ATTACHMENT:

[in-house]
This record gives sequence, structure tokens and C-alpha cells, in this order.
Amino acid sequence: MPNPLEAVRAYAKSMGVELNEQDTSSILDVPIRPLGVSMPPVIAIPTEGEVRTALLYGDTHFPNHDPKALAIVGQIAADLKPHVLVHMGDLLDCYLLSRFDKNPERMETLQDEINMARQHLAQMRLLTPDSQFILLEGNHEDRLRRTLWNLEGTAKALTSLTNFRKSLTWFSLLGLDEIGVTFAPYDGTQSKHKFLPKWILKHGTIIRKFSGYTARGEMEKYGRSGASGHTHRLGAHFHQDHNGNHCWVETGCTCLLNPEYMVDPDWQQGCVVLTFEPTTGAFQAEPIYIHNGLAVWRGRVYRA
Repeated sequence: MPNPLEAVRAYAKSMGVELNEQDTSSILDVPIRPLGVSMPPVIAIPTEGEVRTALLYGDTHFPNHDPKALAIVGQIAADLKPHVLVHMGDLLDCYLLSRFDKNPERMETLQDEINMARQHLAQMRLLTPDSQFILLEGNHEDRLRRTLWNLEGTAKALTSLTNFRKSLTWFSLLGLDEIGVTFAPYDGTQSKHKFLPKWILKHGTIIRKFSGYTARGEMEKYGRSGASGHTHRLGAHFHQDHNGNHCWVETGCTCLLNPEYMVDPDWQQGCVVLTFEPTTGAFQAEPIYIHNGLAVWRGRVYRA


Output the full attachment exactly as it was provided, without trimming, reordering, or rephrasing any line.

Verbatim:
[in-house]
This record gives sequence, structure tokens and C-alpha cells, in this order.
Amino acid sequence: MPNPLEAVRAYAKSMGVELNEQDTSSILDVPIRPLGVSMPPVIAIPTEGEVRTALLYGDTHFPNHDPKALAIVGQIAADLKPHVLVHMGDLLDCYLLSRFDKNPERMETLQDEINMARQHLAQMRLLTPDSQFILLEGNHEDRLRRTLWNLEGTAKALTSLTNFRKSLTWFSLLGLDEIGVTFAPYDGTQSKHKFLPKWILKHGTIIRKFSGYTARGEMEKYGRSGASGHTHRLGAHFHQDHNGNHCWVETGCTCLLNPEYMVDPDWQQGCVVLTFEPTTGAFQAEPIYIHNGLAVWRGRVYRA
Repeated sequence: MPNPLEAVRAYAKSMGVELNEQDTSSILDVPIRPLGVSMPPVIAIPTEGEVRTALLYGDTHFPNHDPKALAIVGQIAADLKPHVLVHMGDLLDCYLLSRFDKNPERMETLQDEINMARQHLAQMRLLTPDSQFILLEGNHEDRLRRTLWNLEGTAKALTSLTNFRKSLTWFSLLGLDEIGVTFAPYDGTQSKHKFLPKWILKHGTIIRKFSGYTARGEMEKYGRSGASGHTHRLGAHFHQDHNGNHCWVETGCTCLLNPEYMVDPDWQQGCVVLTFEPTTGAFQAEPIYIHNGLAVWRGRVYRA